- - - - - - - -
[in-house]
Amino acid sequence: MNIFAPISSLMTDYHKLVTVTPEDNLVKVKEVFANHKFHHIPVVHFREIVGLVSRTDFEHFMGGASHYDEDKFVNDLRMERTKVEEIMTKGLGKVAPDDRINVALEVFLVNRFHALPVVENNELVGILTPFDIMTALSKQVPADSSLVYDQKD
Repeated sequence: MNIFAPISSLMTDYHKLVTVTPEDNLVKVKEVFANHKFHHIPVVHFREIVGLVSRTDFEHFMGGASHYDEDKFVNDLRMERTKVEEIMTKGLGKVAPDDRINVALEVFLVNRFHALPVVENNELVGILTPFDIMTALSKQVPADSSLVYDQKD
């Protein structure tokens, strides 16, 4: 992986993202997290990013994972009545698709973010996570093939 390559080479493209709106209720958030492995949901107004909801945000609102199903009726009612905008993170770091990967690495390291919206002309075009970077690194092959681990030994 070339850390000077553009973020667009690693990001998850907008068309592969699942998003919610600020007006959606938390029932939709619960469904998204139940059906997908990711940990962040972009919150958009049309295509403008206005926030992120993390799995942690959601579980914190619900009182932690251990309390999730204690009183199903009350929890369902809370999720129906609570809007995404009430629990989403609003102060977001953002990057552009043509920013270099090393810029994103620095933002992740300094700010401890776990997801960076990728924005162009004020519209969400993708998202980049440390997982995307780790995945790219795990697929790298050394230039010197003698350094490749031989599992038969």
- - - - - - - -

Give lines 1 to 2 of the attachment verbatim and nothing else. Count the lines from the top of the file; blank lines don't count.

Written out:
[in-house]
Amino acid sequence: MNIFAPISSLMTDYHKLVTVTPEDNLVKVKEVFANHKFHHIPVVHFREIVGLVSRTDFEHFMGGASHYDEDKFVNDLRMERTKVEEIMTKGLGKVAPDDRINVALEVFLVNRFHALPVVENNELVGILTPFDIMTALSKQVPADSSLVYDQKD